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US/UK: Julian Assange's 'politically motivated' extradition must not go ahead

‘This disingenuous appeal should be denied, the charges should be dropped, and Julian Assange should be released’ - Agnès Callamard

Ahead of an appeal hearing against the decision by the High Court in London not to extradite Julian Assange to the USA, Amnesty International calls on the US government to drop the charges against him and the UK government not to extradite him but release him immediately.

The call by Amnesty follows an investigation by Yahoo News revealing that US security services considered kidnapping or killing Julian Assange when he was resident in the Ecuadorian embassy in London. These reports further weaken already unreliable US diplomatic assurances that Assange will not be placed in conditions that could amount to ill-treatment if extradited.

Agnès Callamard, Amnesty International’s Secretary General, said:

“Assurances by the US government that they would not put Julian Assange in a maximum security prison or subject him to abusive Special Administrative Measures were discredited by their admission that they reserved the right to reverse those guarantees. Now, reports that the CIA considered kidnapping or killing Assange have cast even more doubt on the reliability of US promises and further expose the political motivation behind this case.

“It is a damning indictment that nearly twenty years on, virtually no one responsible for alleged US war crimes committed in the course of the Afghanistan and Iraq wars has been held accountable, let alone prosecuted, and yet a publisher who exposed such crimes is potentially facing a lifetime in jail.

“The US government’s unrelenting pursuit of Julian Assange makes it clear that this prosecution is a punitive measure, but the case involves concerns which go far beyond the fate of one man and put media freedom and freedom of expression in peril.

“Journalists and publishers are of vital importance in scrutinising governments, exposing their misdeeds and holding perpetrators of human rights violations to account. This disingenuous appeal should be denied, the charges should be dropped, and Julian Assange should be released.”

The appeal hearing, scheduled on Wednesday, is expected to consider five grounds of appeal by the US, including the reliability of assurances offered by the US after a lower UK court ruled against Assange’s extradition in January this year. Amnesty has concluded that the assurances are unreliable.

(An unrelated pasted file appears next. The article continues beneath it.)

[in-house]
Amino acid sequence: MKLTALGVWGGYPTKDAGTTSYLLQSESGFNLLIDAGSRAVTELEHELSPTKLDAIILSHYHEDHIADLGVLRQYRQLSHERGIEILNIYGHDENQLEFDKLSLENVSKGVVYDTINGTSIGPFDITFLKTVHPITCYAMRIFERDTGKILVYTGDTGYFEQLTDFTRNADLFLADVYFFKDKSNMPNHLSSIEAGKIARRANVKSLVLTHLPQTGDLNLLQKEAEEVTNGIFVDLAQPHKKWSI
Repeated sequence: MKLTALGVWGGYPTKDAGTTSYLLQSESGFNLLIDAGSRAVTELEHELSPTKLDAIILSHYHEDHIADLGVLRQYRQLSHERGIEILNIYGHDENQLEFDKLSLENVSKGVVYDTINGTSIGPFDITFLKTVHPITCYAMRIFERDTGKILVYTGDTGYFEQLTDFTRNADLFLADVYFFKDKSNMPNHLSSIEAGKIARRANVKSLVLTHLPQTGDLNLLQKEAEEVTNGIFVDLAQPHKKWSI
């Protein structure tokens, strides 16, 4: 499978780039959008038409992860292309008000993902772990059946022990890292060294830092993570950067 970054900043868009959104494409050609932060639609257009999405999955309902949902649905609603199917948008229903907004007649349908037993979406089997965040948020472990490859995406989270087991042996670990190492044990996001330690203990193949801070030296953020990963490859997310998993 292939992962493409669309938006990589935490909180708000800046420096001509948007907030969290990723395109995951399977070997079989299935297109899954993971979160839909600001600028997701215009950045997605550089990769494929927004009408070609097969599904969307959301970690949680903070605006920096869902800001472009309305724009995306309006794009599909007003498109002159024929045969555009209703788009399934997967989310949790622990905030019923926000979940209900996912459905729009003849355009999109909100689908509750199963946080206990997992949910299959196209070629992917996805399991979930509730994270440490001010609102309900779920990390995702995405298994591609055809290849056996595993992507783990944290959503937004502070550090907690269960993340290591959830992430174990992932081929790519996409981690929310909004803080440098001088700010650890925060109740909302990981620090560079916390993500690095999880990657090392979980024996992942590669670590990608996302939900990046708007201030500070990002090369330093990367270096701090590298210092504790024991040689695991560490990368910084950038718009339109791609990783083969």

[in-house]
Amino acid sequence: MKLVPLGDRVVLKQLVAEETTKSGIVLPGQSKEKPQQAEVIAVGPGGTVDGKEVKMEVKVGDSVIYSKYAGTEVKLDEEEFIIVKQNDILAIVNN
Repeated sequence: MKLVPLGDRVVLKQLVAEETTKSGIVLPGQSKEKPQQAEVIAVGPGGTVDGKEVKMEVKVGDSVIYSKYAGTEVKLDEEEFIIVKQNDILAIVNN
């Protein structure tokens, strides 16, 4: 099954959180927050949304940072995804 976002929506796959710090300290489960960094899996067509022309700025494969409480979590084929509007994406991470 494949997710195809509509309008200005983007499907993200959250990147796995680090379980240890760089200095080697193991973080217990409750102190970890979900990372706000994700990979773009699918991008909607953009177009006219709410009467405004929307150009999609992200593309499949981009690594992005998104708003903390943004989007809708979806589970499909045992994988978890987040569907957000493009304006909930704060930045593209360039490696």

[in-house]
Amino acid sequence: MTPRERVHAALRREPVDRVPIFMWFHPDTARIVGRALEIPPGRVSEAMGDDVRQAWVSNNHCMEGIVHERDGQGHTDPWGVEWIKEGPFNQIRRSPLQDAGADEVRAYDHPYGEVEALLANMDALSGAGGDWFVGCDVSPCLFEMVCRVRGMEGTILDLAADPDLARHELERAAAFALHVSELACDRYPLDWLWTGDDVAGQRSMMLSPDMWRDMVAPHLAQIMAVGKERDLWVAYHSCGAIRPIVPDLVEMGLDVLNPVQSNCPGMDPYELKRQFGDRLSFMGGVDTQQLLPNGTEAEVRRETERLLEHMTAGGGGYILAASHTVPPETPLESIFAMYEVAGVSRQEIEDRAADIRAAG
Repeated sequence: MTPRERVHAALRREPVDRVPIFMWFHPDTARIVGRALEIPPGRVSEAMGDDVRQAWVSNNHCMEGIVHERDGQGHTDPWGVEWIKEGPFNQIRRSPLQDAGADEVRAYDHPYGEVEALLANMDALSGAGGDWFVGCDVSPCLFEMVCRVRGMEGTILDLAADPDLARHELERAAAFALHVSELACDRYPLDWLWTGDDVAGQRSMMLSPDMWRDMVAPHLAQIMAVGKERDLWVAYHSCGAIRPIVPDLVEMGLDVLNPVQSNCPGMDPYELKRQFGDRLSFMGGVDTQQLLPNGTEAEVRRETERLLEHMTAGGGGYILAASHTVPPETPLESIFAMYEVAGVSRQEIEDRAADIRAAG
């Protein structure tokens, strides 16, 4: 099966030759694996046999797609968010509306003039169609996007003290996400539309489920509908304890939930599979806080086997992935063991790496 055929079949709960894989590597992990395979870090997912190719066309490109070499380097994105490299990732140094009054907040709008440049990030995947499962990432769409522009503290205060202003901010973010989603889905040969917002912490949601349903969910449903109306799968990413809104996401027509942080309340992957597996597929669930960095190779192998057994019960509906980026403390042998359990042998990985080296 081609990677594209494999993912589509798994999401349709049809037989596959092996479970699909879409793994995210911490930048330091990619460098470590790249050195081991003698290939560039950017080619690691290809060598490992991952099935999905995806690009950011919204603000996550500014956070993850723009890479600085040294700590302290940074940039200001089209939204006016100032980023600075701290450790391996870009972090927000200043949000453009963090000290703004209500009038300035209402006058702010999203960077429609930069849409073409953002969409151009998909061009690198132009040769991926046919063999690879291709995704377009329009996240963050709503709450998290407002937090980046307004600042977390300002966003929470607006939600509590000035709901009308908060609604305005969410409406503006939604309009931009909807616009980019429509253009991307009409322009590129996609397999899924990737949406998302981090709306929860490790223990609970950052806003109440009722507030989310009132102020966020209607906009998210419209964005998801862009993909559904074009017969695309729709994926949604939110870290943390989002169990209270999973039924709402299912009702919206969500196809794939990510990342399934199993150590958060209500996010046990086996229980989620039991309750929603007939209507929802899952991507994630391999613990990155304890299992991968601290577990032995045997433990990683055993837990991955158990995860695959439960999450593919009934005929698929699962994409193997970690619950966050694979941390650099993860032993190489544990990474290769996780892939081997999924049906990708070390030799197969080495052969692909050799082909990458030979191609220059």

The US charges allege that Assange conspired with Chelsea Manning to illegally obtain classified information. They want him to stand trial on charges under the Espionage Act and the Computer Fraud and Abuse Act in the US where he could face a prison sentence of up to 175 years.

The US government’s indictment poses a grave threat to press freedom both in the United States and abroad. The conduct it describes includes professional activities undertaken by investigative journalists and publishers on a daily basis. If Julian Assange’s extradition is allowed, it would criminalise common journalistic practices and permit the US, and possibly other countries, to target publishers and journalists outside their jurisdictions for exposing government wrongdoing.

Assange’s case

The US extradition request is based on charges directly related to the publication of leaked classified documents as part of Julian Assange’s work with WikiLeaks.

Publishing information that is in the public interest is a cornerstone of media freedom and the public's right to information about government wrongdoing. Publishing information in the public interest is protected under international human rights law and should not be criminalised.

If extradited to the US, Julian Assange could face trial on charges under the Espionage Act and under the Computer Fraud and Abuse Act. He would also face a real risk of serious human rights violations due to detention conditions that could amount to torture or other ill-treatment - including prolonged solitary confinement. Julian Assange is the first publisher to face charges under the Espionage Act.

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